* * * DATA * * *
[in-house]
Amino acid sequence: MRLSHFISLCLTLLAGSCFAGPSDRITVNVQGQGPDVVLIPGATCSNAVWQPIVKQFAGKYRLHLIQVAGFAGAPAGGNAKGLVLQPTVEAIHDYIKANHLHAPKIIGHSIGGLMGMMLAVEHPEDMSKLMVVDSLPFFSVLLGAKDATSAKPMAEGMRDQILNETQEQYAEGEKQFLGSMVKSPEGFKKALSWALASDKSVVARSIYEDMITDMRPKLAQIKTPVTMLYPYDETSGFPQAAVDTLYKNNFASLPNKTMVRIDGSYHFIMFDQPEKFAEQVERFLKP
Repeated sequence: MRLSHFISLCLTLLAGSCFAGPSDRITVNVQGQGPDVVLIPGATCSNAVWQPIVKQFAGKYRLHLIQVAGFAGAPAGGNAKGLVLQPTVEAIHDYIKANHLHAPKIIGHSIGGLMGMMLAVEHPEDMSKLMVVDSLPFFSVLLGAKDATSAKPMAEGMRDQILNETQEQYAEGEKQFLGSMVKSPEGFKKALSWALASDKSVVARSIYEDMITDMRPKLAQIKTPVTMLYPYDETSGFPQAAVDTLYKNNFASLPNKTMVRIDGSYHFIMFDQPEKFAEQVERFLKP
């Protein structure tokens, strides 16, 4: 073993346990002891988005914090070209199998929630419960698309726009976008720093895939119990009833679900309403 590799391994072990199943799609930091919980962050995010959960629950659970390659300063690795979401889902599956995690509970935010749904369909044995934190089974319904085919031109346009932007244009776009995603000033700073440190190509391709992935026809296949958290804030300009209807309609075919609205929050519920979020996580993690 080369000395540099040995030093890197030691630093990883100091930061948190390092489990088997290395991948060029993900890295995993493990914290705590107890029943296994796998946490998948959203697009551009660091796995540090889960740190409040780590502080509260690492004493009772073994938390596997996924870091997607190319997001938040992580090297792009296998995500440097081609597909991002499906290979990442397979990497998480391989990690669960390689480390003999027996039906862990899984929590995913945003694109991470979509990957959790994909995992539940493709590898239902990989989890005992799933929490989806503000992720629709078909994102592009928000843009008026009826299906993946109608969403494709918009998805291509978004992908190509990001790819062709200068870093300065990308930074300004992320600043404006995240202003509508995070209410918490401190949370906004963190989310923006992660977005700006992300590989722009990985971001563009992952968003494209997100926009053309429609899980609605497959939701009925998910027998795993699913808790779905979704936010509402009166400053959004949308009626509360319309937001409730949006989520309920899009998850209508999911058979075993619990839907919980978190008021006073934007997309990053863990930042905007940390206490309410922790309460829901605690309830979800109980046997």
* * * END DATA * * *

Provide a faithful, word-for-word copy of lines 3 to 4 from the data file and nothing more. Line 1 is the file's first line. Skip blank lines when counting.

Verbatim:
Repeated sequence: MRLSHFISLCLTLLAGSCFAGPSDRITVNVQGQGPDVVLIPGATCSNAVWQPIVKQFAGKYRLHLIQVAGFAGAPAGGNAKGLVLQPTVEAIHDYIKANHLHAPKIIGHSIGGLMGMMLAVEHPEDMSKLMVVDSLPFFSVLLGAKDATSAKPMAEGMRDQILNETQEQYAEGEKQFLGSMVKSPEGFKKALSWALASDKSVVARSIYEDMITDMRPKLAQIKTPVTMLYPYDETSGFPQAAVDTLYKNNFASLPNKTMVRIDGSYHFIMFDQPEKFAEQVERFLKP
């Protein structure tokens, strides 16, 4: 073993346990002891988005914090070209199998929630419960698309726009976008720093895939119990009833679900309403 590799391994072990199943799609930091919980962050995010959960629950659970390659300063690795979401889902599956995690509970935010749904369909044995934190089974319904085919031109346009932007244009776009995603000033700073440190190509391709992935026809296949958290804030300009209807309609075919609205929050519920979020996580993690 080369000395540099040995030093890197030691630093990883100091930061948190390092489990088997290395991948060029993900890295995993493990914290705590107890029943296994796998946490998948959203697009551009660091796995540090889960740190409040780590502080509260690492004493009772073994938390596997996924870091997607190319997001938040992580090297792009296998995500440097081609597909991002499906290979990442397979990497998480391989990690669960390689480390003999027996039906862990899984929590995913945003694109991470979509990957959790994909995992539940493709590898239902990989989890005992799933929490989806503000992720629709078909994102592009928000843009008026009826299906993946109608969403494709918009998805291509978004992908190509990001790819062709200068870093300065990308930074300004992320600043404006995240202003509508995070209410918490401190949370906004963190989310923006992660977005700006992300590989722009990985971001563009992952968003494209997100926009053309429609899980609605497959939701009925998910027998795993699913808790779905979704936010509402009166400053959004949308009626509360319309937001409730949006989520309920899009998850209508999911058979075993619990839907919980978190008021006073934007997309990053863990930042905007940390206490309410922790309460829901605690309830979800109980046997």